New Year Mix

When I saw this brief video a couple of days ago I noticed that commenters had no idea who the Doc was. By her face, favour and rich voice I recognized one of “The Five Docs”. Today, seeking the link to post here, I saw that someone has just expressed love for Lee Merritt. Robin links to the Fives latest meeting.

Old LaF

Tuesday 1 January 2013

The SS Poderosa Mystery

On the 27th November 1896 the SS Poderosa, in ballast from Grimsby to Grangemouth, came to grief on Scoughall Rocks, about 4 miles east of North Berwick (56.042842, 2.614741).The vessel’s master at her wrecking was T. GREIG. Eleven years earlier, under the command of Edward THOMPSON, the Poderosa, carrying copper from Huelva to Rotterdam, struck a submerged rock off Ushant. Though badly damaged and taking water, the ship made it to the destination port. At a Board of Trade hearing.in Poderosa’s home port of Sunderland, Captain THOMPSON was reprimanded but kept his ticket. [Some] years or so before this, an incident may have occurred on the Poderosa as it steamed past Filey Bay. It is by no means certain that a man was lost overboard but the mutilated body of a sailor with connections to the steamship washed up on Filey Brigg some days, or maybe weeks, later.

FILEY

FOUND DROWNED

An inquest was held on Monday, at the Ship Inn, on the body of the man who was found on the Brigg on Sunday by George Featherson [sic]. The deceased appeared to be a man-of-war’s man, but there was no evidence to show how he got into the water. On his blue collar was the name of “J. Burgett” stamped inside. The body was very much decomposed and was minus the head, hands and feet. A sailors discharge was found in the pocket. Verdict, “Found Drowned.” Lloyd’s agent informs us that the Poderosa is or was a steamer of 794 tons, registered at Sunderland.

Scarborough Mercury, Friday 5th January 1883

Anniversaries

1920 · Harry COWLING · 2007 Cowling F170

Kath wrote this appreciation of Harry on Filey Genealogy & Connections

An absolutely lovely man.  Heartbroken when his wife died.

He used to look after some of the graves at St Oswald’s churchyard  – later on, my girls would help him strim the weeds when we were up there.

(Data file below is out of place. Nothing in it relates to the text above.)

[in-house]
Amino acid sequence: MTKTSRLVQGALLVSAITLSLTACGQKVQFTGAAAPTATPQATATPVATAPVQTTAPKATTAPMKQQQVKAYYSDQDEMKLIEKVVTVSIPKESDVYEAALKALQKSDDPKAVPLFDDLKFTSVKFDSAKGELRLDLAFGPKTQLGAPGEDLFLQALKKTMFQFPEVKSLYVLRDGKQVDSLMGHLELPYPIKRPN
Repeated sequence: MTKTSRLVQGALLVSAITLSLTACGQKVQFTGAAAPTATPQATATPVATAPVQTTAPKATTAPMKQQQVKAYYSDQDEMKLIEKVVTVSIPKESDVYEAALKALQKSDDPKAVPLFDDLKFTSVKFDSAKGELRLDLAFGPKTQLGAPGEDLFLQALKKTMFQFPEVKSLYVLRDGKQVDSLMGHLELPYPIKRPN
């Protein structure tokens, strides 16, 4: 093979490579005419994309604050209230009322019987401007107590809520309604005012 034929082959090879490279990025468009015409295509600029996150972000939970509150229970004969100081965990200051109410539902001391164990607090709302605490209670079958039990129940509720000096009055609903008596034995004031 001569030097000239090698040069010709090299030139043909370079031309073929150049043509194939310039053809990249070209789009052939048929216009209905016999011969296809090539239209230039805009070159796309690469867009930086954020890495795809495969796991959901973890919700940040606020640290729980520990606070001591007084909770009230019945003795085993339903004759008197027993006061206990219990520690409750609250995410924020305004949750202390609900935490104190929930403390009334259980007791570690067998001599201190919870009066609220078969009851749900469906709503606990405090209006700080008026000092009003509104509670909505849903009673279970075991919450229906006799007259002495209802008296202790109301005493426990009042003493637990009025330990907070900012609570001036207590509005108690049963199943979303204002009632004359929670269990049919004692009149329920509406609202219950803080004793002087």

He knew so much about the fishing history and other elements to Filey’s history even though he was away for a while

He was a choirboy and had to go down to the Rudston Memorial – right down.  the steps to the mausoleum were not immediately outside the memorial, they were a bit further down the path so he and Jimmy Brown – as choirboys had to go down with the funeral party. He told me that they were scared stiff.

He was also friendly with Andie Caine’s son – who died after coming home as a prisoner of war and came off a little lorry that David Cowling  and Sonny Caine were in when bringing some window frames back from Barmston or somewhere further down the E Riding. He grabbed a window frame that was a bit unsteady with the wind and movement of the wagon but it took him over the side and he landed on his head. He died a few days later from his injuries but Sonny Caine lived.

Note: see David Livingstone Cowling

1899 Arthur FERRAR · 2029 Ferrar E152

1916 Charles ROBINSON & Grace Elizabeth CRIMLISK · 1739 Robinson E20

1926 Mary Watkinson née JENKINSON · 826 Watkinson G659

1858 George GOFTON · MGCY-D22

Journal

1979 Church Farm, Ashmansworth

Monday

I can’t remember seeing a day like it. Crimson sun rising into a cloudless sky and, after a short golden journey, bathing the evening fields in fabulous orange light. The crusty unbroken snow striated into lovely patterns by the wind. (The lane to the wood and Cowslip Dell chest high with drifted snow). Taking the cows out into this brilliant freezing day, Buttercup “escaped”, playfully running into the Halls’, then into the wrong field, then back down the lane. Heather and I finally cornered her in the churchyard.

The blizzard came on Saturday night. Great fun stepping out from the cottage yesterday morning into a completely fresh landscape. The temperature way below freezing last night and expected to stay that way for several days. It ought to make life harder here but it doesn’t seem to. The cold doesn’t strike nearly as deep as it should.

1981 Coalbrookdale

Thursday